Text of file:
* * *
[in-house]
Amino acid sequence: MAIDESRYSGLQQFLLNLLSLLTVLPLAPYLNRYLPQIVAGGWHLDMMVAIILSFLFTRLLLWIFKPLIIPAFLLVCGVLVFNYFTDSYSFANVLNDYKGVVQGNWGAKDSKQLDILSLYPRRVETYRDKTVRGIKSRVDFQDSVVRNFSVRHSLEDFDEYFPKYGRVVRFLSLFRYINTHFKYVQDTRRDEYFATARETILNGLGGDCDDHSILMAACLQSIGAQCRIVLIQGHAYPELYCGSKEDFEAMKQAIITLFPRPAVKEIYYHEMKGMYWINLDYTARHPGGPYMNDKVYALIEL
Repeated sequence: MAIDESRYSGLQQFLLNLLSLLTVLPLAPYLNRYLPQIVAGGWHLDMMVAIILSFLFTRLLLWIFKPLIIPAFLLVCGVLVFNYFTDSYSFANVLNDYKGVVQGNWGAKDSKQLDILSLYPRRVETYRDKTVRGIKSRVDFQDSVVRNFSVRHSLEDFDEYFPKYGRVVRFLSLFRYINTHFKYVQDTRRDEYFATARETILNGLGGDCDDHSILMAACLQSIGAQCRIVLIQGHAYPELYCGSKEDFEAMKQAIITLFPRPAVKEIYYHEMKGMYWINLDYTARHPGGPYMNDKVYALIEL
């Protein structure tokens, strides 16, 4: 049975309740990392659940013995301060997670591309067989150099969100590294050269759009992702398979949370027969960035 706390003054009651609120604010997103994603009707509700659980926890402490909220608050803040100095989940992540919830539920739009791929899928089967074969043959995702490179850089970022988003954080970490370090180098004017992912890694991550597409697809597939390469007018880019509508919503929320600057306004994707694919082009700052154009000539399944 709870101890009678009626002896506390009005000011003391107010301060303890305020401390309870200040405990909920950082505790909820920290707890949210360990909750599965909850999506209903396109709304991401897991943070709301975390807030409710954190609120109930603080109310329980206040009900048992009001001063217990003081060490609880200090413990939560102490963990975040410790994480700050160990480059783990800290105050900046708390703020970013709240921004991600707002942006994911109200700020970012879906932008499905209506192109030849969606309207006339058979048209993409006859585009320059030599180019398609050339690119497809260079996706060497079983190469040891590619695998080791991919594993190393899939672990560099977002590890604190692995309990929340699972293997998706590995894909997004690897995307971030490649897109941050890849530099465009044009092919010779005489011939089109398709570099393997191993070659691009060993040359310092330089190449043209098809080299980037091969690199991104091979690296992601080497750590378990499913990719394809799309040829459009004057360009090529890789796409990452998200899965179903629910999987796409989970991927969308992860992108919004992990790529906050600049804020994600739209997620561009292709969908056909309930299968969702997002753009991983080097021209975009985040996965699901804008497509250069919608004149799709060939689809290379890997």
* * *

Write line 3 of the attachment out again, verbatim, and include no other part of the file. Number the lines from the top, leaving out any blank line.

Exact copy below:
Repeated sequence: MAIDESRYSGLQQFLLNLLSLLTVLPLAPYLNRYLPQIVAGGWHLDMMVAIILSFLFTRLLLWIFKPLIIPAFLLVCGVLVFNYFTDSYSFANVLNDYKGVVQGNWGAKDSKQLDILSLYPRRVETYRDKTVRGIKSRVDFQDSVVRNFSVRHSLEDFDEYFPKYGRVVRFLSLFRYINTHFKYVQDTRRDEYFATARETILNGLGGDCDDHSILMAACLQSIGAQCRIVLIQGHAYPELYCGSKEDFEAMKQAIITLFPRPAVKEIYYHEMKGMYWINLDYTARHPGGPYMNDKVYALIEL